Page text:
If Raimi's films were the classic 60's Spider-Man, then this reboot is Ultimate Spider-Man.
In the 2000s, Marvel also printed a separate Ultimates line, with an alternate universe of modernized heroes distilled to their ultimate and amplified aspect. (And a canny stepping-on point for young readers less invested in the past classics.) After Sony sabotaged Spider-Man 3 and sacrificed Raimi for their mistakes, it was only fair to be dubious of a rushed reboot. But director Marc Webb responded with one of the best films of the genre.
Webb meshes all the best aspects that Raimi brought to Spider-Man I and II: strong character, one faceted villain, devotion to the material. But he refreshes it with deeper backstory on Peter, a grittier environment, realistic stuntwork, and a streetwise skater skulk. This flashforward owes much to Brian Michael Bendis and Mark Bagley's "Ultimate Spidey" stories in tone and texture. But in one crucial regard it honors the best of the classic first decade with the arrival of Gwen.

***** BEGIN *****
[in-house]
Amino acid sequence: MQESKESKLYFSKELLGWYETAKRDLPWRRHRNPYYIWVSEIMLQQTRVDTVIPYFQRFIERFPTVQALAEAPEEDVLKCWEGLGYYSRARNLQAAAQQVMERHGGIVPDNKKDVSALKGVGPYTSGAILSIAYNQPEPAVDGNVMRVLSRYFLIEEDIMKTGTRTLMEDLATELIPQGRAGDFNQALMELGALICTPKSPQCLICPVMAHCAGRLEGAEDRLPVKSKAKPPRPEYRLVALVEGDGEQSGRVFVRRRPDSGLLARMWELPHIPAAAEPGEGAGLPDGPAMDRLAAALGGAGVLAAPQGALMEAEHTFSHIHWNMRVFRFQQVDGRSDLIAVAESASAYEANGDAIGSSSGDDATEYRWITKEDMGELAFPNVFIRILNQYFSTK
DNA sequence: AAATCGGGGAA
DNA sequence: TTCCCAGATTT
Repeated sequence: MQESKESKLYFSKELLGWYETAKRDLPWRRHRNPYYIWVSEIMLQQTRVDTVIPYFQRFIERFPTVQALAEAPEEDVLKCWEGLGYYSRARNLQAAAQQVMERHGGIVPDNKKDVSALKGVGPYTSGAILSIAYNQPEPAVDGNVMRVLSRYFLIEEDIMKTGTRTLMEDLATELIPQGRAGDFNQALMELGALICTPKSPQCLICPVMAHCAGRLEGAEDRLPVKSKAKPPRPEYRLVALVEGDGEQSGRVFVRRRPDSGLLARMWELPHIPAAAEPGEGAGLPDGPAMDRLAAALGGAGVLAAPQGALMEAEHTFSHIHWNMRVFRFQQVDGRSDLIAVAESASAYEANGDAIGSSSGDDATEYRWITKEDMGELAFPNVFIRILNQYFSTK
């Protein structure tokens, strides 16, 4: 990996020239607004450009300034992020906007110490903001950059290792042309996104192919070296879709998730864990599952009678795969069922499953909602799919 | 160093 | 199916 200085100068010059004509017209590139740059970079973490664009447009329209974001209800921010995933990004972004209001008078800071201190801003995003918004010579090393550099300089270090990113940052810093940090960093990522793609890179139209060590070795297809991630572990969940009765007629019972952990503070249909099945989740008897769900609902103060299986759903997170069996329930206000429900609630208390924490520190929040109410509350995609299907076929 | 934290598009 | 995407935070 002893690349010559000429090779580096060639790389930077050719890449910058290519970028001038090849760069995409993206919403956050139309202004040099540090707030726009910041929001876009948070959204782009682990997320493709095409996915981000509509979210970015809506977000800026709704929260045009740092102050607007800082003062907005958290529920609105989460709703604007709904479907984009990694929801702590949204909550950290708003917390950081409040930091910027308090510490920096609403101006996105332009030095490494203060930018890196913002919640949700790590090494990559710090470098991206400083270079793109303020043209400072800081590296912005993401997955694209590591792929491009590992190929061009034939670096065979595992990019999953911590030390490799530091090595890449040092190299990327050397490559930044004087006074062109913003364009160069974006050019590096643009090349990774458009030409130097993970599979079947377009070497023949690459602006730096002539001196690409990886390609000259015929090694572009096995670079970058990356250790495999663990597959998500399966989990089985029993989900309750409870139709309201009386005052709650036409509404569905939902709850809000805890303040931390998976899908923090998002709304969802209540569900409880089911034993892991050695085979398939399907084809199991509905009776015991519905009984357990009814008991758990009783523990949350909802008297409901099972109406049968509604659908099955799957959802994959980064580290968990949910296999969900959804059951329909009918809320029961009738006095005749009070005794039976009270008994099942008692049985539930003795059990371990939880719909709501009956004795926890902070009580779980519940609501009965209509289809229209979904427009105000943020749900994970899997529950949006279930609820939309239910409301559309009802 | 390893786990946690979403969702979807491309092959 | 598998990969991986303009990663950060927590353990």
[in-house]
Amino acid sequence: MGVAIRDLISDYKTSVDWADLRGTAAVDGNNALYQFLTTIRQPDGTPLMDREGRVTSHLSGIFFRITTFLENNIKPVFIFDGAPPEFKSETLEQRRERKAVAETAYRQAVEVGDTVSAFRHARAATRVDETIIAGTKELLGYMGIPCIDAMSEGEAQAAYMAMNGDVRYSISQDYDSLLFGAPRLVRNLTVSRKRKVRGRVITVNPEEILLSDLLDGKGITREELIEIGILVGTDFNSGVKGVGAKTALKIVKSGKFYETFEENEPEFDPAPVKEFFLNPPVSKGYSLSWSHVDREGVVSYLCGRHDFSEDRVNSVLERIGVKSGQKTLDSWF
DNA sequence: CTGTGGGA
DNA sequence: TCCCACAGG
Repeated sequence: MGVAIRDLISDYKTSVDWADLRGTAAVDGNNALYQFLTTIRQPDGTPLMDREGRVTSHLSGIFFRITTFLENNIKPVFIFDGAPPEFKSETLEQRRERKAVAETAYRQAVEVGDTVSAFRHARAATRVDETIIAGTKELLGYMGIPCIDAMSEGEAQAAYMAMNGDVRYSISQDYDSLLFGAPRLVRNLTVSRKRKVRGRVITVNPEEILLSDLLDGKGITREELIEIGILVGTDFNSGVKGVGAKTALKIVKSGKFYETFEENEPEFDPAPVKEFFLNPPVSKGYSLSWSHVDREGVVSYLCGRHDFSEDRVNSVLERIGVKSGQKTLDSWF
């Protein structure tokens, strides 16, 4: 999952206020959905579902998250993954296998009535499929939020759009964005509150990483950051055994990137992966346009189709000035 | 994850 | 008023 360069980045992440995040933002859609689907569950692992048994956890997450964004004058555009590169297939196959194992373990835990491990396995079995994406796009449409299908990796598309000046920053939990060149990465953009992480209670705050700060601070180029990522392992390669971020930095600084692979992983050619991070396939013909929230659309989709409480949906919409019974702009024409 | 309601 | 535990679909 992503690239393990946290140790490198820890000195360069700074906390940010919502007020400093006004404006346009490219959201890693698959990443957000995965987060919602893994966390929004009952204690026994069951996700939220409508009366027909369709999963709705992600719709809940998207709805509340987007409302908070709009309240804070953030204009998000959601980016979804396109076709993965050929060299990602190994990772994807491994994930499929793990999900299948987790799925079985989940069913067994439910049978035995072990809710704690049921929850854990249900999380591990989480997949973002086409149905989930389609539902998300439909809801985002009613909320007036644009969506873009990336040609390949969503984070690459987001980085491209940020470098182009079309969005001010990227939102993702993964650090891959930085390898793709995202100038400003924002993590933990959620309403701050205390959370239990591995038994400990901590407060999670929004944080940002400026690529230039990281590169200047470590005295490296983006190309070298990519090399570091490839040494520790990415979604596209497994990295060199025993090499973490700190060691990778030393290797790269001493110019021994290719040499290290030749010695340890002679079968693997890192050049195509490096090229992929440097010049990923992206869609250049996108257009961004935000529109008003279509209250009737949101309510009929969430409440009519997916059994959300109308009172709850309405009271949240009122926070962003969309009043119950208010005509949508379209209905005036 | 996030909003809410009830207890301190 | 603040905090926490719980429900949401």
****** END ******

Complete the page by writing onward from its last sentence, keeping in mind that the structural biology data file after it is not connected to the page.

With Gwen Stacy the film resets the timeline correctly. Gwen was first, before Mary Jane, and the center of a chain of events that would lead to one of the most shattering storylines in comics history. The film honors the classic late 60's Mod look of Gwen designed by John Romita, Sr., with the go-go boots, miniskirt, and headband, while commendably positing her as an equal agent and catalyst in the events. The chemistry between Emma Stone and Andrew Garfield is real and brings an electric lilt and gravity to all their scenes.
The most welcome advance is Spidey's smartass persona, something that even Raimi never nailed. Garfield goes for it physically and emotionally, and the tension between his slacker genius with a heart and Rhys Ifans' tormented villain with a conscience hotwires the film.